Complaints Relating to Expert Witness Testimony
The Society as a policy matter does not investigate testimony while a case is still pending or on appeal. To do otherwise would subject the Society to a claim that it is inappropriately interfering in the judicial process.
Expert Witness Testimony complaints must be filed within one year after completion of the legal proceedings, including appeals.
When filing an expert witness testimony complaint, the Committee requires an indication that the case in question has concluded and the appeal-filing deadline has passed. Additionally, the Committee requires a signed copy of the testimony in question, along with a letter that references the specific instances in the testimony that are believed to demonstrate conduct in violation of the Society's Code of Ethics. Each aspect of the testimony that is believed to be in violation should be followed by a brief explanation of why that portion of the testimony is believed to be false, deceptive and/or misleading. Citations to literature that support the complainant's position should be provided as well. Complaints using the following format are helpful:
On Page ___, Dr. Plastic testified that... [insert description of testimony or exact lines of testimony].
This testimony is [false, deceptive, misleading] because it... [insert summary of reasons supporting allegations.
A Typical Ethics Complaint Process
- A complaint is filed via the online complaint form. Complaints must reference the section of the Code the complainant believes has been violated. Supporting documentation must be provided.
- The Chair of the Ethics Committee reviews the complaint.
- If it is determined that the complaint is without merit or is outside the purview of the Ethics Committee, the Chair will notify the complainant and the matter will be closed.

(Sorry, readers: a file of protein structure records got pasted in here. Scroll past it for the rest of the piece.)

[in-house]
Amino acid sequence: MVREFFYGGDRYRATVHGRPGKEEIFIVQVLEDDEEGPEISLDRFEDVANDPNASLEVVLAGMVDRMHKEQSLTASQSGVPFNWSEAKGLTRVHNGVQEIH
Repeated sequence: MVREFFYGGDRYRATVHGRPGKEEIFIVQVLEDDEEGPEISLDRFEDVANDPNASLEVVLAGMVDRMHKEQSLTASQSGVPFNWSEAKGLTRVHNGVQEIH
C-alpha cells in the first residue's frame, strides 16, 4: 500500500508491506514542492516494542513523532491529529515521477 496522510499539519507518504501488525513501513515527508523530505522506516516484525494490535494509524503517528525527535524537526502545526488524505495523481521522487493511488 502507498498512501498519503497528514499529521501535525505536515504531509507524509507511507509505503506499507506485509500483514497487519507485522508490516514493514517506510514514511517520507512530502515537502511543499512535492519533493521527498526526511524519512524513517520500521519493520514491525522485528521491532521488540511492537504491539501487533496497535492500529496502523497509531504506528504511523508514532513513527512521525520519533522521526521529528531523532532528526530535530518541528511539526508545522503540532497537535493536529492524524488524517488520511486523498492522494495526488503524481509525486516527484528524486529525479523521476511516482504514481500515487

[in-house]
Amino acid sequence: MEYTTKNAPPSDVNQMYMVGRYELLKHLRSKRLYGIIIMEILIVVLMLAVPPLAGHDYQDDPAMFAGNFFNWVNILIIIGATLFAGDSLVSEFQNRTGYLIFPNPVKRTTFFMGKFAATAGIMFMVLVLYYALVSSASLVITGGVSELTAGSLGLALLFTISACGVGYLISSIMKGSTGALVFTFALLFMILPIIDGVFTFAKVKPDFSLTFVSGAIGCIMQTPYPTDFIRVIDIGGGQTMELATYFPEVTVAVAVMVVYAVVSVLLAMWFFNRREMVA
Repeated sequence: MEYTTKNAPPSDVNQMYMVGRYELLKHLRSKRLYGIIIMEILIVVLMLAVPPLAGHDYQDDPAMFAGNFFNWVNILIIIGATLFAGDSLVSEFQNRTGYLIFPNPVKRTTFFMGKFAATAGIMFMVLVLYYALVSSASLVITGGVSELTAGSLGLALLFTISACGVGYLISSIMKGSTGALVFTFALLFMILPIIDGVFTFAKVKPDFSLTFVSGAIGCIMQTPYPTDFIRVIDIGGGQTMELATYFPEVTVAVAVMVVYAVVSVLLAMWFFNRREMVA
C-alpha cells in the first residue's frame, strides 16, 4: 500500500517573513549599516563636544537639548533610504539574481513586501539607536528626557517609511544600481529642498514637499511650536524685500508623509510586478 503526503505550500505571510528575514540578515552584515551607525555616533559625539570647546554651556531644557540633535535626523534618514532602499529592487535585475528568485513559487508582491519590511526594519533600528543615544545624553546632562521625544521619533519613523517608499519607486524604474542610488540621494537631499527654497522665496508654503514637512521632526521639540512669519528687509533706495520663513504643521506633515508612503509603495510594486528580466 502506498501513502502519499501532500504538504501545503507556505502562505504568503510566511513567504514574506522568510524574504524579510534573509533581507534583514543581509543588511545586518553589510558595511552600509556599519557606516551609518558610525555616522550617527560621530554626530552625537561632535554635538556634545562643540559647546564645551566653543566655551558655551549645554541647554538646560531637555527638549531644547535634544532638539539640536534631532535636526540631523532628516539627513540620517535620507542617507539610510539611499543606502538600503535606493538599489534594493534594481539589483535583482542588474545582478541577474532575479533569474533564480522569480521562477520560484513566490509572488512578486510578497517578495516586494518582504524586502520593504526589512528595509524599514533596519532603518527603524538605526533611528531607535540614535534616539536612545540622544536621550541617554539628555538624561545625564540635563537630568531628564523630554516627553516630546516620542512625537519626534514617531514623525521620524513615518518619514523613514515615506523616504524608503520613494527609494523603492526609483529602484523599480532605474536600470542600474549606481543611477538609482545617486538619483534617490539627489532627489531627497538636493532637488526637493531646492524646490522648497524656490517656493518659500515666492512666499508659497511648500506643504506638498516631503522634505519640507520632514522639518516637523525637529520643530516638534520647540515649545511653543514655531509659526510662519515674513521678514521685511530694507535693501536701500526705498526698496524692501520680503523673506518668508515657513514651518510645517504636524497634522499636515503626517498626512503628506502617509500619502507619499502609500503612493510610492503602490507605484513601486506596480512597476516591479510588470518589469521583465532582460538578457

- If it is determined that the complaint has merit, then a preliminary or full investigation will be conducted. Information about the complaint will be shared with both the member being complained about (the "Affected Member"), the person who submitted the complaint (the "Complainant") and the Ethics Committee member who will look into the matter on behalf of the Ethics Committee (the "Investigator"). Society staff and the Investigator will contact the Complainant, as needed. The Complainant will be provided with the Affected Member's response to the allegation against him/her and may react to that information. The Affected Member will be provided with the Complainant's reaction and may share additional details with the Investigator. The Investigator will share both parties' feedback with the full Ethics Committee.
- The full Ethics Committee will determine whether a violation of the Society's Bylaws, Code, rules, regulations or any other conduct detrimental to the reputation or best interests of the Society MAY have occurred.
- If the Ethics Committee determines that a violation MAY have occurred the matter will be referred to the Judicial Council for a full hearing.
- After the hearing and deliberation the Judicial Council will determine whether a violation of the Society's Bylaws, Code, rules, regulations or any other conduct detrimental to the reputation or best interests of the Society DID occur and will issue sanctions as described in the Society's Disciplinary Procedural Rules
- An investigation and any necessary Judicial Council hearing may take anywhere from three (3) months to one (1) year for completion.
- Once the investigation, including any Judicial Council hearing, has concluded, the Affected Member and Complainant will be informed of the outcome.